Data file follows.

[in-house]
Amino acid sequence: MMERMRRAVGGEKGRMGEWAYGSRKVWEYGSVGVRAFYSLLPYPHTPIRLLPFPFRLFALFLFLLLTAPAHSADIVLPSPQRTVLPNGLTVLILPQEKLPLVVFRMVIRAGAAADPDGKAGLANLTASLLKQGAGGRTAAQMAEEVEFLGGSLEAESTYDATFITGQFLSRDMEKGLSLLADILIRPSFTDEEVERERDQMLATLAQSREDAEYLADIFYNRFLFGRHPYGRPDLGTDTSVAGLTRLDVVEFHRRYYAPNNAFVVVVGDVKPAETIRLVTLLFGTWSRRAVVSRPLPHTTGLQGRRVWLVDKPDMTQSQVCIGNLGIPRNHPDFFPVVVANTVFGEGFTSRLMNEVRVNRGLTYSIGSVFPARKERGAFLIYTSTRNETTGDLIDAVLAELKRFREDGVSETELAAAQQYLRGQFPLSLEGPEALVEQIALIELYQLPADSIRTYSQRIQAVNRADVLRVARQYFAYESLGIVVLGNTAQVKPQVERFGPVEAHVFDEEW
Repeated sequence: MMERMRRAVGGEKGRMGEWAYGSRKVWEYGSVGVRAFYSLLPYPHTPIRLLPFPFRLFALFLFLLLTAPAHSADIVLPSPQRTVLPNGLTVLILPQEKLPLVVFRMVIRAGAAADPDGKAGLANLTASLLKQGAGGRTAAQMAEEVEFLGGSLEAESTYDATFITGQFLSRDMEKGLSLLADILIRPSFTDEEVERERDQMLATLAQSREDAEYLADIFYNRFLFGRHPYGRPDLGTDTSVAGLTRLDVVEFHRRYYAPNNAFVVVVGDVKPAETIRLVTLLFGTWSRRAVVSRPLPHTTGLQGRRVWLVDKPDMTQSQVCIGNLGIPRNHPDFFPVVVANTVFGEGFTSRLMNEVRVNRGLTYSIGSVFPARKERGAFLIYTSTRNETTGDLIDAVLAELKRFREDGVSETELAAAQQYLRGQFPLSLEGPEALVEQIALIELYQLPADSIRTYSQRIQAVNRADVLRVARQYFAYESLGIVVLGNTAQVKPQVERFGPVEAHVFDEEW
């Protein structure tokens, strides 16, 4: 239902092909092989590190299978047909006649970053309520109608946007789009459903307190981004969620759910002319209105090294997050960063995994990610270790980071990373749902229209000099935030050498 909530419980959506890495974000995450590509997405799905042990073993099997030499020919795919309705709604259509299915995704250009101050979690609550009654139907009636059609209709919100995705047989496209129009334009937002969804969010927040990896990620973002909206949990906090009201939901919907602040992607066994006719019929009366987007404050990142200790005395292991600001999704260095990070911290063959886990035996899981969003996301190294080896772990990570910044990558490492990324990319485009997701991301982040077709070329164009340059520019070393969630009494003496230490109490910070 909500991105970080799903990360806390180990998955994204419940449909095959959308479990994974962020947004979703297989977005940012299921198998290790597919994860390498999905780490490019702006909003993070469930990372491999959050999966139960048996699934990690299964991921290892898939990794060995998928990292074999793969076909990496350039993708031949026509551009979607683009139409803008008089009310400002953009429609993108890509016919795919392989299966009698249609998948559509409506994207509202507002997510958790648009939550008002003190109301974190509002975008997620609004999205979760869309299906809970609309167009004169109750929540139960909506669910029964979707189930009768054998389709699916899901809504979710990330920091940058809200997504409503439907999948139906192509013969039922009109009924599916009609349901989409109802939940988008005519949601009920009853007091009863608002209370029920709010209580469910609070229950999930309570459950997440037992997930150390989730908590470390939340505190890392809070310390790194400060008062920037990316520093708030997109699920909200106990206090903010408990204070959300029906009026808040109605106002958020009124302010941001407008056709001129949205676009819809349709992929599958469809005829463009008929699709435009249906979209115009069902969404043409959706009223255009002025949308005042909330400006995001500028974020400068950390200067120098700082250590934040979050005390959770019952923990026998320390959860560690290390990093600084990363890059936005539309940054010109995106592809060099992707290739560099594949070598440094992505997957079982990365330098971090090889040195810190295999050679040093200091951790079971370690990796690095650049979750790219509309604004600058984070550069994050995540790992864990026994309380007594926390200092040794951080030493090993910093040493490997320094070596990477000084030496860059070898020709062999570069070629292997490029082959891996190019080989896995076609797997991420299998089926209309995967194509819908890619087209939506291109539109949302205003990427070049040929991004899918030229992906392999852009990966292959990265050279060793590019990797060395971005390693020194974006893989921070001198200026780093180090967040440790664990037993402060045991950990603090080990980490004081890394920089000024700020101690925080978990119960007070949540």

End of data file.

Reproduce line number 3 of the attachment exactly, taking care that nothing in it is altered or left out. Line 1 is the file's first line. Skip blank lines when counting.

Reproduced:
Repeated sequence: MMERMRRAVGGEKGRMGEWAYGSRKVWEYGSVGVRAFYSLLPYPHTPIRLLPFPFRLFALFLFLLLTAPAHSADIVLPSPQRTVLPNGLTVLILPQEKLPLVVFRMVIRAGAAADPDGKAGLANLTASLLKQGAGGRTAAQMAEEVEFLGGSLEAESTYDATFITGQFLSRDMEKGLSLLADILIRPSFTDEEVERERDQMLATLAQSREDAEYLADIFYNRFLFGRHPYGRPDLGTDTSVAGLTRLDVVEFHRRYYAPNNAFVVVVGDVKPAETIRLVTLLFGTWSRRAVVSRPLPHTTGLQGRRVWLVDKPDMTQSQVCIGNLGIPRNHPDFFPVVVANTVFGEGFTSRLMNEVRVNRGLTYSIGSVFPARKERGAFLIYTSTRNETTGDLIDAVLAELKRFREDGVSETELAAAQQYLRGQFPLSLEGPEALVEQIALIELYQLPADSIRTYSQRIQAVNRADVLRVARQYFAYESLGIVVLGNTAQVKPQVERFGPVEAHVFDEEW